If you are new to the field and you want to get lots of information in a short span of time, Edtech conferences are the place to start. But anybody who has dug into Edtech a little will quickly find that they hear the things they already know over and over again.

5. Do as I say not as I do

I find Edtech conferences one of the great ironies of life. Every speaker talks about active learning and how speaking from the front of the room is often not the most efficient way to present new skills. But if you look back at the programme you realise that you just spend 8 hours sitting passively listening to speakers talking about active learning. It doesn’t mean that conferences can’t be active, Google conferences are good examples of practising what they preach. But the majority are better at telling you what to do than showing you how it should be done.

6. Post-conference support

So many times when I talk to teachers after a conference, they are full of inspiration. However, three months down the line more they have not implemented any of it. The problem is that they leave the conference full of inspiration, but with no concreate plans to implement it. With no plan of when and how you are going to apply the ideas, life quickly takes over, and before you know it, you are back teaching like you always did, the conference just a faint memory.

Even those that manage to try one of the ideas, often find that the first attempt does not live up to the hype and give up on the notion. First attempts are seldom successful; I find that I need to do something four or five times before I have figured out what works for me. But with no post-conference support, it is easier to just give up on the idea.

Getting the most from edtech conferences

Is edtech conferences a big money making racket? I won’t go that far. If you are new to eLearning it is the best way to get lots of information; it is also a great networking opportunity and energy boost. But if you look back at it in a year’s time, I am not sure that you are going to feel that the school got value for the money they spend. However, if you consider an edtech conference here is some tips to get the most from it:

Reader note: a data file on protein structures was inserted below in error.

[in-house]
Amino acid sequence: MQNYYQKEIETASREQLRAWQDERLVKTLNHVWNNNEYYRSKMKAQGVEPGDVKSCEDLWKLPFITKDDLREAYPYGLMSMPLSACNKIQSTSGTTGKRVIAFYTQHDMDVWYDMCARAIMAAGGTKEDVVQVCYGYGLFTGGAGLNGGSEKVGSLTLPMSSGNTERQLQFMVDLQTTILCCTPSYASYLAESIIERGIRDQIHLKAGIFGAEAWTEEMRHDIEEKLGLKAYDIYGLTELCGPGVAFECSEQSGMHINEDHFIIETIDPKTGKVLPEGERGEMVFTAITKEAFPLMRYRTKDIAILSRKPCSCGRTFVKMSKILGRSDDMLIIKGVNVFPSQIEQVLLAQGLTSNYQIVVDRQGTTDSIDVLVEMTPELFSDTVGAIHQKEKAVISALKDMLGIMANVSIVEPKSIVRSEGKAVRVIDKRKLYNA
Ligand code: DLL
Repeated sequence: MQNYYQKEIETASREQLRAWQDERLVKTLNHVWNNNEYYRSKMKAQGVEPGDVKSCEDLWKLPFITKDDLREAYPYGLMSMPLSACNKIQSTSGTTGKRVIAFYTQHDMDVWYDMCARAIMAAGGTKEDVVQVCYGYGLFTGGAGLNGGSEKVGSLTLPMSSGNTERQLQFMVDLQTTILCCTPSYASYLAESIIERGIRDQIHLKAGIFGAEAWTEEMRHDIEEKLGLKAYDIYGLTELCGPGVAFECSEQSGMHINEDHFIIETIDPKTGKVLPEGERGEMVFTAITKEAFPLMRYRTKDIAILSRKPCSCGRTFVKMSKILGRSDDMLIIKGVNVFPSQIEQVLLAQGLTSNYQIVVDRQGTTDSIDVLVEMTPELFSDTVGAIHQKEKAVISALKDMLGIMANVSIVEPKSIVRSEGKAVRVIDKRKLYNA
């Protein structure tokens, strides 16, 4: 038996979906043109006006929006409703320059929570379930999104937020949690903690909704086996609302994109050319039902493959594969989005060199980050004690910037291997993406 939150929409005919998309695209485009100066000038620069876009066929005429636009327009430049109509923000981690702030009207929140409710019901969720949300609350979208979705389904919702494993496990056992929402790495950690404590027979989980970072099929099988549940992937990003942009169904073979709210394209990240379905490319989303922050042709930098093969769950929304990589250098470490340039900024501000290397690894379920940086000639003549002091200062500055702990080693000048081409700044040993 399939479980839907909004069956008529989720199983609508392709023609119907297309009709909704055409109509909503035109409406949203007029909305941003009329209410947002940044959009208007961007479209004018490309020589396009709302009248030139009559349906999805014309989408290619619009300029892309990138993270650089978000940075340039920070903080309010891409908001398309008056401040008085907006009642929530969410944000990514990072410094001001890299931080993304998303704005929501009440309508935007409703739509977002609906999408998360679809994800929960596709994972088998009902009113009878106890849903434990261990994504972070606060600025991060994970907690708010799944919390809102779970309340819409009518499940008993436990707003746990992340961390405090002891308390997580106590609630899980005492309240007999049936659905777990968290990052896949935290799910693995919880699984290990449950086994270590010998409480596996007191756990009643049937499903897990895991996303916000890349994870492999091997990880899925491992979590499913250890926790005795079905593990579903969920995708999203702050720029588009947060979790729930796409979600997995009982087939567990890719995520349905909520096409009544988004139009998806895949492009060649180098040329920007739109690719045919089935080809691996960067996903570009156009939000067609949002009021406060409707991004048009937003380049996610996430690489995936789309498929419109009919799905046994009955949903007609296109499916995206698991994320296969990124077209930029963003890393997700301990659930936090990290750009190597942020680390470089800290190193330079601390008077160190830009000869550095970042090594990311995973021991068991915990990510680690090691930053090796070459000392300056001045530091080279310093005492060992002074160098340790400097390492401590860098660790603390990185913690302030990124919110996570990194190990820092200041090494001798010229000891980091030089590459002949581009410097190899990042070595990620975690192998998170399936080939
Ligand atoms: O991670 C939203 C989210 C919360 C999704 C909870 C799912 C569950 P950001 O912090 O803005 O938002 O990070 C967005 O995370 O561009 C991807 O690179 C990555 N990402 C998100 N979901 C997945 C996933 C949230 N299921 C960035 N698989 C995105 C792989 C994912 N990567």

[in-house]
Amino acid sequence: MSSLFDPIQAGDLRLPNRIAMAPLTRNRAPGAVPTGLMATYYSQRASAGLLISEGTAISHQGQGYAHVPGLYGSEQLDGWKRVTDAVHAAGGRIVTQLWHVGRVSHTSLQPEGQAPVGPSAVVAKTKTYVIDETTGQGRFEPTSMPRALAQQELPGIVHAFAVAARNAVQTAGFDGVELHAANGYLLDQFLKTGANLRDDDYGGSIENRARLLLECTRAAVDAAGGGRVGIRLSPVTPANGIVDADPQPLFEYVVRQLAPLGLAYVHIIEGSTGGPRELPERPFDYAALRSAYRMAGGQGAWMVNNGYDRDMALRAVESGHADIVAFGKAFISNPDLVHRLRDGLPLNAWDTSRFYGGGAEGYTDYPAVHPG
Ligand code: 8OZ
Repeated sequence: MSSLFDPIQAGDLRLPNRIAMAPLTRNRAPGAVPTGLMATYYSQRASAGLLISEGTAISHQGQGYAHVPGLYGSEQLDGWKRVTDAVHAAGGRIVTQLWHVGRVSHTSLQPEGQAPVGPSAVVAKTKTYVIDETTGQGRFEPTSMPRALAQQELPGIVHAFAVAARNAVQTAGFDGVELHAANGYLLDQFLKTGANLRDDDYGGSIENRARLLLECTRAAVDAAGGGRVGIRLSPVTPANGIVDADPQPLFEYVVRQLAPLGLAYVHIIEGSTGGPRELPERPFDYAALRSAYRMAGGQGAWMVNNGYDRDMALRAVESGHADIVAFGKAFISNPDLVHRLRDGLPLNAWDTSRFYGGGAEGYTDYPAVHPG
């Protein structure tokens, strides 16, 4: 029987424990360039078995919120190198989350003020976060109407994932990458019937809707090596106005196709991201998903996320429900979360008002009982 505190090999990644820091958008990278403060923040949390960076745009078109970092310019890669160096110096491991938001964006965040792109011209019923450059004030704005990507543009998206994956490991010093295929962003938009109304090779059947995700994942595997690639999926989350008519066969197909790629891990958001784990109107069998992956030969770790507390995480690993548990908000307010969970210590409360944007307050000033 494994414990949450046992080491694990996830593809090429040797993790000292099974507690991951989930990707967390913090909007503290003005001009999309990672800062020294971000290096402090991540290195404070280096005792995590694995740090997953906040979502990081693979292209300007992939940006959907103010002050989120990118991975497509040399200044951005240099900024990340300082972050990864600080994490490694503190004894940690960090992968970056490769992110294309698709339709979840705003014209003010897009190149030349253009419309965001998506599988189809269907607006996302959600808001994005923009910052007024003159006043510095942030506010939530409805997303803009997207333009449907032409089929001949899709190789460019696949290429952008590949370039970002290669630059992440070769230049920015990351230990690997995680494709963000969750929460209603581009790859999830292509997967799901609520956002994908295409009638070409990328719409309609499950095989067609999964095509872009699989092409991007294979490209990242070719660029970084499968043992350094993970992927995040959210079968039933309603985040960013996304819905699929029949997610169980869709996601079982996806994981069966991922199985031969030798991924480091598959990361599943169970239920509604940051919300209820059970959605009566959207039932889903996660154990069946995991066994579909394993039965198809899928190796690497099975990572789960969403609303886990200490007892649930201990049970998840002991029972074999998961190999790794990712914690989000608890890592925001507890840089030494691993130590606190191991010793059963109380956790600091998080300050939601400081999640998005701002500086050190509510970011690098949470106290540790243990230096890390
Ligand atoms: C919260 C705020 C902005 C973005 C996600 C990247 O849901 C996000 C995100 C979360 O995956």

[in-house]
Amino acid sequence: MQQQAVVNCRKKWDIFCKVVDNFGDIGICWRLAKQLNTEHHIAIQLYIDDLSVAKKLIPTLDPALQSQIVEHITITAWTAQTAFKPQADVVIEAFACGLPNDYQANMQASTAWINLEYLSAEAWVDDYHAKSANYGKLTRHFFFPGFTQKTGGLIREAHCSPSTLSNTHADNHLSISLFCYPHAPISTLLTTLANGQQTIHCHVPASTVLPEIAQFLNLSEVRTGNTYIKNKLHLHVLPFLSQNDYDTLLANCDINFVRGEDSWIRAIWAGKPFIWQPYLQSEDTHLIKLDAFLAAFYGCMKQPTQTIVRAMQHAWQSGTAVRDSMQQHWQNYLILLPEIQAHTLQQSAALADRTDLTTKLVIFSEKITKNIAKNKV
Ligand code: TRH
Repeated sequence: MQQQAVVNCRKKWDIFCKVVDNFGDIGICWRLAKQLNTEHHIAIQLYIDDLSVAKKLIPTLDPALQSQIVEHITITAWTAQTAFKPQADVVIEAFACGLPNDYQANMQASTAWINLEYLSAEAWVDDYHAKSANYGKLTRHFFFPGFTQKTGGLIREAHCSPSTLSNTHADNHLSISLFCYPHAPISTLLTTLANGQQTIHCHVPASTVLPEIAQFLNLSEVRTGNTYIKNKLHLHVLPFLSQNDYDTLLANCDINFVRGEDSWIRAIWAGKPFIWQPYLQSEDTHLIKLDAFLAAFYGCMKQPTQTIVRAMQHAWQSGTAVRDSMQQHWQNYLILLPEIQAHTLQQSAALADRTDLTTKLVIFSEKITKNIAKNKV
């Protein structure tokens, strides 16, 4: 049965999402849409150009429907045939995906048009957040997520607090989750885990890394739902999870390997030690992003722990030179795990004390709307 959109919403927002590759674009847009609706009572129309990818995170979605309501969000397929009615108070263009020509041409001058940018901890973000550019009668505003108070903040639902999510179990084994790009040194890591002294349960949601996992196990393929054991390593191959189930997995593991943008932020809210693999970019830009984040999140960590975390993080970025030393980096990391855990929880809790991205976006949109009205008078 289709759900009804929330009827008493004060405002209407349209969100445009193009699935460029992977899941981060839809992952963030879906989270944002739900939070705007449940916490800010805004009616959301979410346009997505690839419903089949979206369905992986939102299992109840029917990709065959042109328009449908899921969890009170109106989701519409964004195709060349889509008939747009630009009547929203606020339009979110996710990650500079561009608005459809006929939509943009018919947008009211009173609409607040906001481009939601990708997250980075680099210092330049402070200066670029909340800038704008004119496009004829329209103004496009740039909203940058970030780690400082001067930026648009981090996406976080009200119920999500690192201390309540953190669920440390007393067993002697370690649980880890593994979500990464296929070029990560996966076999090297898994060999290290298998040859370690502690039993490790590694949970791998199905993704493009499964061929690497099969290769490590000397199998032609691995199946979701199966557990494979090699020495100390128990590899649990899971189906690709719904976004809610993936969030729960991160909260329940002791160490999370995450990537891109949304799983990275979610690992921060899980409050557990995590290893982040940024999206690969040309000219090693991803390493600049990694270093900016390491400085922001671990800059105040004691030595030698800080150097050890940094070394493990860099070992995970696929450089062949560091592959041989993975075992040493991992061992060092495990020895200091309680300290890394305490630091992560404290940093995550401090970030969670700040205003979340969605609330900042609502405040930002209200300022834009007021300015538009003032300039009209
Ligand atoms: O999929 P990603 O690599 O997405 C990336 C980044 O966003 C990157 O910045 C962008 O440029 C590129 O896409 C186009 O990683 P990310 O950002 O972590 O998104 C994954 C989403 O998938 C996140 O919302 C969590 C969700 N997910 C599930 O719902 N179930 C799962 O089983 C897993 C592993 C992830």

• Don’t send more than one teacher. While it is fun to have some company everybody ends up attending the same sessions and you end up wasting money.
  • Don’t send the same teacher more than once.
  • Don’t send you most or least computer literate teacher to the conference.
  • Make sure the teacher takes a laptop/tablet along as well as some mobile data. Conference wifi is the most unreliable thing in the universe and an interactive session loses all its value if you can’t connect to the internet.
  • Agree beforehand that the teacher will present a training session to the rest of the staff based on something they learned at the conference.
  • Conferences are great if you are investigating different options for the school. Send the teacher with a list of vendors to investigate.

Next time we will look at what other options there are for professional development, especially when it comes to technology. But in the mean time share your stories in the comments. Have you attended any edtech conferences? Do you think it was worth the money? How do you prefer to get your professional development?